However, taking the plunge and asking them how off-screen chemistry affects their on-screen chemistry -- whether dating your co-star makes it more or less difficult to get into character -- doesn't necessarily bring up a "No comment." Instead, it's something better -- or at least, more honest.
"I can speak for both of us and say, we don't like to talk about our personal life in any way, and the less people know about us the better, because we want to just react and get lost in stories and have an audience believe us as characters," he says. "When your image becomes greater than your art it becomes a dangerous thing...you kind of want to serve the story as opposed to yourself. Some people can talk about their personal lives in public and I have no judgment of that, and for me, and for [Emma], it's not in our nature."
"You kind of just ordered for me at a restaurant," jokes Stone, while laughing.
He smiles and laughs right back. While they're serious about keeping their private lives private, they're still sitting next to each other in a hotel room, flirting back and forth and finishing each other's sentences. Even after Garfield rebuffs the initial chemistry question, he goes on to talk about working with Stone, which, not surprisingly, borders on the personal.
"Working together, that was unbelievable for me," he says. "I've never had such an incredible time. I've never been challenged so much by another actor, and I've never needed another actor's approval so much... her presence is more alive than any other person, let alone actor. So it forces you to kind of hold on tight really, and you have nowhere to hide when you're in the scene with her and you have to keep up."
For Stone, working with Garfield seems to mean just as much to her, especially when it comes to the extensive research he does for each of his roles.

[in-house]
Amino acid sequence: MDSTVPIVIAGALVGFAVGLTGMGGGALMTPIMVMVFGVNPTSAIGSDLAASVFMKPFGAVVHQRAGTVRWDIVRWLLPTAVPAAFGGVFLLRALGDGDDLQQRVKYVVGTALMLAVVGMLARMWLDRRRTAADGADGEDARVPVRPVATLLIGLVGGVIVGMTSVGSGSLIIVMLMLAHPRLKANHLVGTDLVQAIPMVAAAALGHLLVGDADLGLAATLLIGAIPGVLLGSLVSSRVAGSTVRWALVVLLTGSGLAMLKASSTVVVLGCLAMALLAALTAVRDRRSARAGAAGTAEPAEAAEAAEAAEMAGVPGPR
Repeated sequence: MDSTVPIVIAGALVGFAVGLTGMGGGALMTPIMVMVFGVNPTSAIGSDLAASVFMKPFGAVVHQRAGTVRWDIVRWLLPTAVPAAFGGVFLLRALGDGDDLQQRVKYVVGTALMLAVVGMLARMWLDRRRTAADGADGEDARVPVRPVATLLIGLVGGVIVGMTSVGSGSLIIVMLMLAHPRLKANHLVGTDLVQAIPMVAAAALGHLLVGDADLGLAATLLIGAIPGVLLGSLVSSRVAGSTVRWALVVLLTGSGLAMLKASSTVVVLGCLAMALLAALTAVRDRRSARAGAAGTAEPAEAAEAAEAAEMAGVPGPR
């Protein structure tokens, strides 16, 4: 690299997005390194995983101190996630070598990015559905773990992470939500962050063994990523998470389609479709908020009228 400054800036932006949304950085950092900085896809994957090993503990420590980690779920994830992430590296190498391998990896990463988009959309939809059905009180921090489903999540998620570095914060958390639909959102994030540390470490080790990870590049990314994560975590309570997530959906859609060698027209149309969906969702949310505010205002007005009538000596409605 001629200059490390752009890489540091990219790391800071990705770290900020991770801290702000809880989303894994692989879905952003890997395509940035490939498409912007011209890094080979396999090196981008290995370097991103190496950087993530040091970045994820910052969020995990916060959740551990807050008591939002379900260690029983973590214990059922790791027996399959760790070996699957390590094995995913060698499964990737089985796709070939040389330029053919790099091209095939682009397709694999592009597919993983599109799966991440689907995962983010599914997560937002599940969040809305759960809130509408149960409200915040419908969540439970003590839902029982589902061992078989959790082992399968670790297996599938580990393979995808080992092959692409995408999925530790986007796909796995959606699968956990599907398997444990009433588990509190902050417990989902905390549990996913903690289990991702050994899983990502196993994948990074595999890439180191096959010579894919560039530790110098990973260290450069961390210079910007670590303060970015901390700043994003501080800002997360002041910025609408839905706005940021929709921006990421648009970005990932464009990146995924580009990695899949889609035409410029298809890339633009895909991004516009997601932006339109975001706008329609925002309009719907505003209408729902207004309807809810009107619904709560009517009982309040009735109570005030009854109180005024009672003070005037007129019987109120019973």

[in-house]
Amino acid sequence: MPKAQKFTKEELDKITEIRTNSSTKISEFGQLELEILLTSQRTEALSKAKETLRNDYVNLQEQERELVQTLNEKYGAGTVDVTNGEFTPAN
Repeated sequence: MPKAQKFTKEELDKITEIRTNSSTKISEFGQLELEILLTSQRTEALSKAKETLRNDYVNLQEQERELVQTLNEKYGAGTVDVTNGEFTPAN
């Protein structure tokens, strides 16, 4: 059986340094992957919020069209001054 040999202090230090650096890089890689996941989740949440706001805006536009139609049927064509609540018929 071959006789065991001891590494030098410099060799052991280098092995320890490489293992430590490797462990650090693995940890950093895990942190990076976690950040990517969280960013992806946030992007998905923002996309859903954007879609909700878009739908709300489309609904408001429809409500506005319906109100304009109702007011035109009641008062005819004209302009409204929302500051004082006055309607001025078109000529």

"By the time he arrives [on set] he's able to completely let go and free himself because [his character is] just in his being," says Stone. "That's something...that I admired so much and that I will take into my own life and my perspective as an actor moving forward. He's just incredibly different than anybody I'd ever worked with and taught me more than any actor... It was a pretty special thing."
"The Amazing Spider-Man" won't hit theaters until July 3, but if the tracking numbers are correct, the two stars are most likely headed toward a sequel.
Given that reality, it's clear Garfield is currently living out his dream. As for Stone, her early aspiration was to host "Saturday Night Live," and she's already done that twice, so her next big goal is to try her hand at producing.
"I would like to be part of the whole process of movie making, because I love movies. They mean so much to me and they changed my life."
And as for Andrew?
"I don't know if I am allowed to dream anymore," he says. "I think I just really want to be thankful for where I sit, you know?... I think I need to just lay off the dreaming for a bit. But that's basically me saying, I have no f*cking clue what I want to do, but I am really just appreciative of where I am at."